There are few musical pairings blessed with a connection so closely intertwined, it borders on preternatural. Bergur Þórisson and Pétur Jónsson, the multi-instrumental duo behind the ambient, blissed-out Hugar, are one of the lucky few; they have nurtured a musical bond that has grown and blossomed over the course of their entire lives.
Þórisson and Jónsson grew up together in the Icelandic township of Seltjarnarnes, just a few miles north-west of Reykjavík, Iceland. They met in kindergarten and attended the same school, but didn’t become close friends until they were 15. Their bond came through playing music, first in the school marching band and then in a veritable smorgasbord of different groups that spanned the genres of funk, jazz and reggae.
These projects provided a thorough musical schooling during the pair’s formative years, but their harmonious kinship eventually and inevitably led them to start collaborating on a project as a two-piece. In early 2012, lady luck blessed the duo when a mutual friend asked them to look after his recording studio whilst he went away on tour. ‘We figured we had to use it for something so we started writing music to record’ says Þórisson. ‘Somehow those recordings piled up and we felt we needed to release them ... so Hugar was born.’
Those recordings resulted in the band’s 2014 self-titled debut album. An ambient, multi-layered instrumental record that interweaves Þórisson’s forlorn brass with Jónsson’s ethereal guitars, scatterings of gentle piano and an elegant string quartet, Hugar is a bewitching, haunting neo-classical record. It somehow manages to sound like one long transcendent cohesive piece, despite the fact that it was written over several years. ‘Our debut is a collection of songs we’d been working on through the years, some of which were over 10 years old,’ says Þórisson ‘Sometimes we really didn't know what we were doing, so a lot of it was experimental but it worked out really well in the end.’
Whilst working on the 11 compositions that would make up the first album, Þórisson began collaborating with acclaimed multi-instrumentalist and composer Ólafur Arnalds on the soundtrack to the hit ITV scandi-influenced crime drama Broadchurch. There he met Arnór Dan, vocalist for avant-garde, math progenitors Agent Fresco and a regular collaborator with Arnalds (it’s Dan’s voice that is heard over the 3 closing themes of the show, So Close, So Far and Take My Leave of You). ‘I went on tour with Ólafur and Arnór and we became close friends’ says Þórisson. ‘When Arnór started talking about collaborating on some more songs, Pétur and I jumped on the train right away and wrote a song with him in mind.’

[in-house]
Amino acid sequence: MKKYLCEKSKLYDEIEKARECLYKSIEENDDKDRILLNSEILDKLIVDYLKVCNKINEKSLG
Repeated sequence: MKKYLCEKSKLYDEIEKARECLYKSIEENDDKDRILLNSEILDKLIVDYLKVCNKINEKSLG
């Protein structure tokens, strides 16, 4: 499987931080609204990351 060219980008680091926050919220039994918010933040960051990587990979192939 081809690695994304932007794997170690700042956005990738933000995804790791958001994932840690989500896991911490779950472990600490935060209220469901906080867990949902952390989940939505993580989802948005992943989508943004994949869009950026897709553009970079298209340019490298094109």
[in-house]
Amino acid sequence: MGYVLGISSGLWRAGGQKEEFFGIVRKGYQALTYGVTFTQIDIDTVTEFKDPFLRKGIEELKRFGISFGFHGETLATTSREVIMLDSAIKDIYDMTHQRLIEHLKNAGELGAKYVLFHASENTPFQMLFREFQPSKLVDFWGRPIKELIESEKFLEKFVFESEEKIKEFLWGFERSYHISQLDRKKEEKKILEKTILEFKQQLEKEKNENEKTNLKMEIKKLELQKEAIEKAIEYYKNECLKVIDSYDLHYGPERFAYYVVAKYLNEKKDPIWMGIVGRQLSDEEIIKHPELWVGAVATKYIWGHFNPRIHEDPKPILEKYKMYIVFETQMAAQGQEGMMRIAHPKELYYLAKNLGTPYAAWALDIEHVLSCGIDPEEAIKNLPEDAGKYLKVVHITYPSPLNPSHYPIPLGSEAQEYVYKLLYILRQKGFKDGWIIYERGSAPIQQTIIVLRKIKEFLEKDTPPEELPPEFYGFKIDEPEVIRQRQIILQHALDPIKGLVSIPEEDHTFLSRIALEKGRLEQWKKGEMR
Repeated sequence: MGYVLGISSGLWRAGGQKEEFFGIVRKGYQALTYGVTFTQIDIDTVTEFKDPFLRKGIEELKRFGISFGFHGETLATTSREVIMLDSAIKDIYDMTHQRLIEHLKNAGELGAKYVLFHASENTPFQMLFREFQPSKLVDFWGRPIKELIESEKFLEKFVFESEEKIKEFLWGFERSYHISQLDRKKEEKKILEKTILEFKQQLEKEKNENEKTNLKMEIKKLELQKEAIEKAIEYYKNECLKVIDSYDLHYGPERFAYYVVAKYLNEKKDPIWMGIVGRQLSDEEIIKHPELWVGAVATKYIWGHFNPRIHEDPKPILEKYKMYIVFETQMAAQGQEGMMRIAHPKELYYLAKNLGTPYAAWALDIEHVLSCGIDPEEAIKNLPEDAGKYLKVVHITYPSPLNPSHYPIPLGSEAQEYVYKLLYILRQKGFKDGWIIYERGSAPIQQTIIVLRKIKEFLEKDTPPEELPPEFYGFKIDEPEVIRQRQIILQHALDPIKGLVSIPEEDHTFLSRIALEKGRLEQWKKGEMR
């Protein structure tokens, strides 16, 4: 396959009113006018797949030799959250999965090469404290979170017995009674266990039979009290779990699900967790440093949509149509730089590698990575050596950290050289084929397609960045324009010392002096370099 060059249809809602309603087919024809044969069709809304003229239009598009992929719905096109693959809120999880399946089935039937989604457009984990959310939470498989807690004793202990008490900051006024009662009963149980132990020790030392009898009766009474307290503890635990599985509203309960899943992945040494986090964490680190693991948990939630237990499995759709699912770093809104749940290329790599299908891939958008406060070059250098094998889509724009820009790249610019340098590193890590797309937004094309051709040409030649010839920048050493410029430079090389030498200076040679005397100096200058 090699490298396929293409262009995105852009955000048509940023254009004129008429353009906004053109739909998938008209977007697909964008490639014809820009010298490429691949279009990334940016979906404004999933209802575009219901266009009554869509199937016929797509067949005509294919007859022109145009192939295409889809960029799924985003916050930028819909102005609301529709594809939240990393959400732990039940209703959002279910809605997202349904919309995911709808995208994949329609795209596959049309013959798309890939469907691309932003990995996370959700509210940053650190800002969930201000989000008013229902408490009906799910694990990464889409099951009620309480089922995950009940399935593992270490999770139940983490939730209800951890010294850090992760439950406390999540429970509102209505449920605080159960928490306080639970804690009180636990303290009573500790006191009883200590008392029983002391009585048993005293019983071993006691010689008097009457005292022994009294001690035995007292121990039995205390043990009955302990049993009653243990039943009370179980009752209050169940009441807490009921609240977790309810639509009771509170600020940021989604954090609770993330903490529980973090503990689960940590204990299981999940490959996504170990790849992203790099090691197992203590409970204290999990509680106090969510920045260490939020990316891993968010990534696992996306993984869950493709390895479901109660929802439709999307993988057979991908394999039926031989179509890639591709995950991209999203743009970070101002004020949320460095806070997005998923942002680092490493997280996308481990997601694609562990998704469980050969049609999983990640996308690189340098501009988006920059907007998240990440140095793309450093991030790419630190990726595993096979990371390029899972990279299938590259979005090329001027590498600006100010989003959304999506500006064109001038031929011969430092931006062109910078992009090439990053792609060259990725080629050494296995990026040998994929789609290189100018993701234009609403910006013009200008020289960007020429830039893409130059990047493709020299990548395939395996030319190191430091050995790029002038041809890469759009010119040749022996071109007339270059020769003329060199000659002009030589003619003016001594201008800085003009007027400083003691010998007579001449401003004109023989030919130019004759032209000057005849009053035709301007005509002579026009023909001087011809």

That song became Waves, an evocative lugubrious aria that marks the first time Hugar have utilised vocals. The song evokes beauty and melancholy all at once and Dan’s lyrics pull together these seemingly disparate themes poignantly. ‘I’ve always been fascinated by the ocean’ he says. ‘It’s a place of peace and immense beauty, but it’s also a powerful force not to be messed with, especially here in Iceland. The waves have taken a lot of souls, sadly some of them voluntarily. In short, Waves is a song about searching for solace.’
Hugar were keen to bring Dan’s multi-faceted talents and astonishing range to the fore. ‘Most of Arnór's work to date has been with his band Agent Fresco and with Ólafur Arnalds,’ says Þórisson. ‘With Agent Fresco the focus is on powerful singing but still keeping it very beautiful whereas with Ólafur he has been showing a more vulnerable side. We wanted to try to make a song where he could show the full spectrum, starting very vulnerable and going into his amazing powerful falsetto singing.’
Waves is the first in a series of vocal collaborations that Hugar are planning; the second is with Jófríður Ákadóttir, the acclaimed musician who’s already behind a number of projects (Pascal Pinon, Samaris, JFDR, Gangly) and recently name checked by Björk as one of her inspirations. ‘We are an instrumental band’ says Þórisson ‘but writing for vocalists is something that has always been exciting for us. It’s proven very inspiring to work with different singers as they obviously have their own characteristics and strengths that we have to work with and adapt to. It pulls us out of our comfort zone but at the same time we have learned a lot! We’re hoping to work with a wide variety of singers on this project to keep us on our toes and make something special every time.’
Arnór Dan is convinced that he will collaborate with Hugar again (‘Bergur, Pétur and I are DEFINITELY not done working together!’) and work has already begun on Agent Fresco’s as yet untitled third album, with plans to tour Europe before year’s end. Þórisson and Jónsson are working on a second Hugar album which they hope to release in the autumn. This time, they’re no longer having to borrow their friend’s studio though. ‘We have our own studio in Reykjavik now’ says Þórisson ‘The arrangements are bigger and the soundscapes are more complex whilst still keeping the beautiful simplicity of the first album. I’ve been working as a recording engineer with many different artists including Björk, Jóhann Jóhannsson and Ólafur Arnalds so this time we have a lot more know-how and studio time to make it something really special!’
Hugar's debut album is available to download for free. Agent Fresco will release their as yet untitled third album in 2018
Join our new commenting forum
Join thought-provoking conversations, follow other Independent readers and see their replies